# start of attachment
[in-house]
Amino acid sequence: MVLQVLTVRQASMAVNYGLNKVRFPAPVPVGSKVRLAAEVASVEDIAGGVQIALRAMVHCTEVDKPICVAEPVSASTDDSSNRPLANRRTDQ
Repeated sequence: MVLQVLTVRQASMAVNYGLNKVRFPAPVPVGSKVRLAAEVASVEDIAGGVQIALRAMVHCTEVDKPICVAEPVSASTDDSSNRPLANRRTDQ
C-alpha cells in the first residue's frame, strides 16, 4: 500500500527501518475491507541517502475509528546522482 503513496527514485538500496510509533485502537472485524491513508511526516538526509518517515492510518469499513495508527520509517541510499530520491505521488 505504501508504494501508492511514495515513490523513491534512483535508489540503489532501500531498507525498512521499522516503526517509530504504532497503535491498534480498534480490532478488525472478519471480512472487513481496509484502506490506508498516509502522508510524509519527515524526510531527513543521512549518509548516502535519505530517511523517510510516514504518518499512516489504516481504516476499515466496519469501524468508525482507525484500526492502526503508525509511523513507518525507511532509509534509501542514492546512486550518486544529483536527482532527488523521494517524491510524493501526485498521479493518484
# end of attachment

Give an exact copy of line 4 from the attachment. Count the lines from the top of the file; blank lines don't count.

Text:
C-alpha cells in the first residue's frame, strides 16, 4: 500500500527501518475491507541517502475509528546522482 503513496527514485538500496510509533485502537472485524491513508511526516538526509518517515492510518469499513495508527520509517541510499530520491505521488 505504501508504494501508492511514495515513490523513491534512483535508489540503489532501500531498507525498512521499522516503526517509530504504532497503535491498534480498534480490532478488525472478519471480512472487513481496509484502506490506508498516509502522508510524509519527515524526510531527513543521512549518509548516502535519505530517511523517510510516514504518518499512516489504516481504516476499515466496519469501524468508525482507525484500526492502526503508525509511523513507518525507511532509509534509501542514492546512486550518486544529483536527482532527488523521494517524491510524493501526485498521479493518484